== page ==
Wednesday, October 27, 2010

Disconnecting in an age of connectivity

You know the scene: A high-level strategy session involving numerous associates, laptops out, smartphones on vibrate, white board or flip chart at the ready, and the initial Powerpoint teed up by the first presenter.

How long does it take before heads start bobbing down--before fingers begin typing, before a vibrating phones signals an incoming text, and before a meeting attendee even checks a voice mail?

This amazing age of constant connectivity is breeding with it a public whose attention spans seem to be dissolving more rapidly each day. Whether in a meeting, in the office, at home, or on the road, the desire and need to be connected is paramount.

Writer and consultant Linda Stone calls it "continuous partial attention" when describing the current meeting protocol where participants come with numerous connectivity devices. We pay attention to multiple things because we don't want to miss anything...and subsequently never give anything complete attention.

How many of you watch TV at night with laptop or tablet in lap and smartphone within arm's reach? How many can't make it through reading this blog post without diverting a look at your message icon on your phone?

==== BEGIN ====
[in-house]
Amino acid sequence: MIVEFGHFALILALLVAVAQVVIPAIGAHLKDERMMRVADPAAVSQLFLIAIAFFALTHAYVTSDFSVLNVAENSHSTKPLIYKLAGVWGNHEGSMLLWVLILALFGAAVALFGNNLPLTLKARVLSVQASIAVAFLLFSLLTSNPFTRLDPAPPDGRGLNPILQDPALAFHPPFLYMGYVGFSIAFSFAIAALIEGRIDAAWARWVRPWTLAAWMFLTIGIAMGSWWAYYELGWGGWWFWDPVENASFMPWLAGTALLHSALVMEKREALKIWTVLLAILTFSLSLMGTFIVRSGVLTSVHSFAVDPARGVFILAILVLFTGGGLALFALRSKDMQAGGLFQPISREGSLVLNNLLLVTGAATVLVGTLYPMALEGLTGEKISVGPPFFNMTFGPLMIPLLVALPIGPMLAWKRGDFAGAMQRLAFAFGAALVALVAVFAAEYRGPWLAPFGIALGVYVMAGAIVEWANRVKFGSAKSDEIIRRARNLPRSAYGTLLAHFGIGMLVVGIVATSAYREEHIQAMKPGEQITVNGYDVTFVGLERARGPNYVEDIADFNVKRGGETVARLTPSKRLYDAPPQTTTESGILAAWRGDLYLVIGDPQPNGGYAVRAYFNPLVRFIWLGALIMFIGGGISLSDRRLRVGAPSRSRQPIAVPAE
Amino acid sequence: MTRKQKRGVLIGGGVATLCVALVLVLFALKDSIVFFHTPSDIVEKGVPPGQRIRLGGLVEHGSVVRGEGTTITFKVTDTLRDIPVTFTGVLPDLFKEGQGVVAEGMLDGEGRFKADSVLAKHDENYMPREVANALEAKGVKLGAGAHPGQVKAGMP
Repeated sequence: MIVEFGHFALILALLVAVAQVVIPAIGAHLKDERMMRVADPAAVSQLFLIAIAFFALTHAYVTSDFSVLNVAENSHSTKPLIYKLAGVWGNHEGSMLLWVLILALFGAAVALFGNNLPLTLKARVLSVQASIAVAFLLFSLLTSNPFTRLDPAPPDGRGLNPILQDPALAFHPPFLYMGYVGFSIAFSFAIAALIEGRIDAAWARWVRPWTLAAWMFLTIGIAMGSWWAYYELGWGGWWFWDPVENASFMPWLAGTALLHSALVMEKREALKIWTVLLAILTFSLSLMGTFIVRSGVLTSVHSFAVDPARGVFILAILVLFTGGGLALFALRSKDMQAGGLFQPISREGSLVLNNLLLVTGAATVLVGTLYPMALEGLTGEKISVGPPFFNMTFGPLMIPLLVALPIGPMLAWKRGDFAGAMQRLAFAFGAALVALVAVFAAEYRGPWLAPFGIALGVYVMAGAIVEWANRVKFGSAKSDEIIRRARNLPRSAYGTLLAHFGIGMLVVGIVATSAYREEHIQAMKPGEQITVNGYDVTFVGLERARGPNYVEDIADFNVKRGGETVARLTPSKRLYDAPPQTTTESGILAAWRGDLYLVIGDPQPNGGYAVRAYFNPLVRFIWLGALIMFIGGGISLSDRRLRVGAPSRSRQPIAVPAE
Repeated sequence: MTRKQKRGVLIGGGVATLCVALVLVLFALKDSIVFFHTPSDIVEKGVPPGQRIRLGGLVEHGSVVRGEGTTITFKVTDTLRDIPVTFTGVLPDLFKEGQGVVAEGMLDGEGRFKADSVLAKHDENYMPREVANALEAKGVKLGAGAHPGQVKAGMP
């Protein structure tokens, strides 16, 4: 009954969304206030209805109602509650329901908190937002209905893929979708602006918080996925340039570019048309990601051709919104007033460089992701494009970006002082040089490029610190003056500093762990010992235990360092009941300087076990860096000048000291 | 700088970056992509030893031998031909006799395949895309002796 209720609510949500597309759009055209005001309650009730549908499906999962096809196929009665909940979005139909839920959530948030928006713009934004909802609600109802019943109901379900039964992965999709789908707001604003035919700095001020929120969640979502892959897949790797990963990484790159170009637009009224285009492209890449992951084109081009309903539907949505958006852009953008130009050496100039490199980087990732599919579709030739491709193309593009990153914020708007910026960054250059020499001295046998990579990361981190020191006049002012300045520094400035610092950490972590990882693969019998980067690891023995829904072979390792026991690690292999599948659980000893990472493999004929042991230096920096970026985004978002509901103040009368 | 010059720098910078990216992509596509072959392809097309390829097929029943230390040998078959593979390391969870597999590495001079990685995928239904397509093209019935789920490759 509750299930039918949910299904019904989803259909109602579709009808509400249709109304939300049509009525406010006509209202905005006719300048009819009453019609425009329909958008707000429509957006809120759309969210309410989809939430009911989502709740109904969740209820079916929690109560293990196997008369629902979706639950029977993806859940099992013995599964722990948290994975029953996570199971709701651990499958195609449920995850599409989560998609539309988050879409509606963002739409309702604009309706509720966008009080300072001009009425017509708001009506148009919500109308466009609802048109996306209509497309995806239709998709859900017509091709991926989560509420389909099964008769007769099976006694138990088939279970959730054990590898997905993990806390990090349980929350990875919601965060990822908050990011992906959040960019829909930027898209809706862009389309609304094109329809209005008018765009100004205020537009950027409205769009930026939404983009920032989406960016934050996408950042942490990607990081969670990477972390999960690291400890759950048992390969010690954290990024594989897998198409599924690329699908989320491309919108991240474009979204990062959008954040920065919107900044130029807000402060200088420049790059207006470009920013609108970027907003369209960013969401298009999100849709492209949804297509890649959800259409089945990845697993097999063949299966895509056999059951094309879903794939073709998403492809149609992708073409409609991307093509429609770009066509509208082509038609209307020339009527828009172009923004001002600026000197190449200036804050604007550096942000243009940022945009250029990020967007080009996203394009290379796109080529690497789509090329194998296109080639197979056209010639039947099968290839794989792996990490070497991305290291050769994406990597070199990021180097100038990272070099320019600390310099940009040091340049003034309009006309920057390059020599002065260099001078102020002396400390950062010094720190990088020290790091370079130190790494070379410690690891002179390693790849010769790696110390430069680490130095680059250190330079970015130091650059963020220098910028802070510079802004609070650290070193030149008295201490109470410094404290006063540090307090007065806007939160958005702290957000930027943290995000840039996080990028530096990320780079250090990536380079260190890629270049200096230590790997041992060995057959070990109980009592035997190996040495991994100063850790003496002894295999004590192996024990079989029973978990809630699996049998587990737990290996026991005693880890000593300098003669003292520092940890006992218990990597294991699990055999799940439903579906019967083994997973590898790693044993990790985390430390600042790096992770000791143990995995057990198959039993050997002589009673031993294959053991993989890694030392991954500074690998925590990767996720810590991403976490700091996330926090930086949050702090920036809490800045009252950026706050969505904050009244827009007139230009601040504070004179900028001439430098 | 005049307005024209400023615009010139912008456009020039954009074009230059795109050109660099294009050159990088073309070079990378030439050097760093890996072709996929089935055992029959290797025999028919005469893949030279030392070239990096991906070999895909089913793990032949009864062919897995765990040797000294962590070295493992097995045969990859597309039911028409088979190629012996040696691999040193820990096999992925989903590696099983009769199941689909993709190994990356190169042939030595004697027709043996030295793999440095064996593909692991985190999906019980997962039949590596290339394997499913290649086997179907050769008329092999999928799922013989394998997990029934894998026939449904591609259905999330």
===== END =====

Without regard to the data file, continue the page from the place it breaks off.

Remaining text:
A college campus, within the past week, had all students disconnect for a day. The results, not surprisingly, caused a high level of anxiety in these kids who have grown up knowing nothing but the ability to stay connected via social media, and to text instead of talk.

Is all this information a good thing? Is it mandatory that we be constantly connected? Or, is it getting in the way? In a past life, meetings could get derailed due to attendees talking amongst themselves. Talking, now, is the last thing that attendees do--they're too busily focused on the laptop or other device providing information of one type or another.

The point of this blog entry isn't to say that we should all disconnect and throw away these wonderful devices which we all use. Perhaps the issue is whether the meeting, where everyone is distracted by this connectivity, should happen at all. If a meeting isn't worth unplugging for, then it's probably not worth having. And, if a conversation at home can't happen without checking one's messages, then you may want to Google "marriage counselors" as you cruise the internet--it's counsel you'll soon be needing.

No comments:

Post a Comment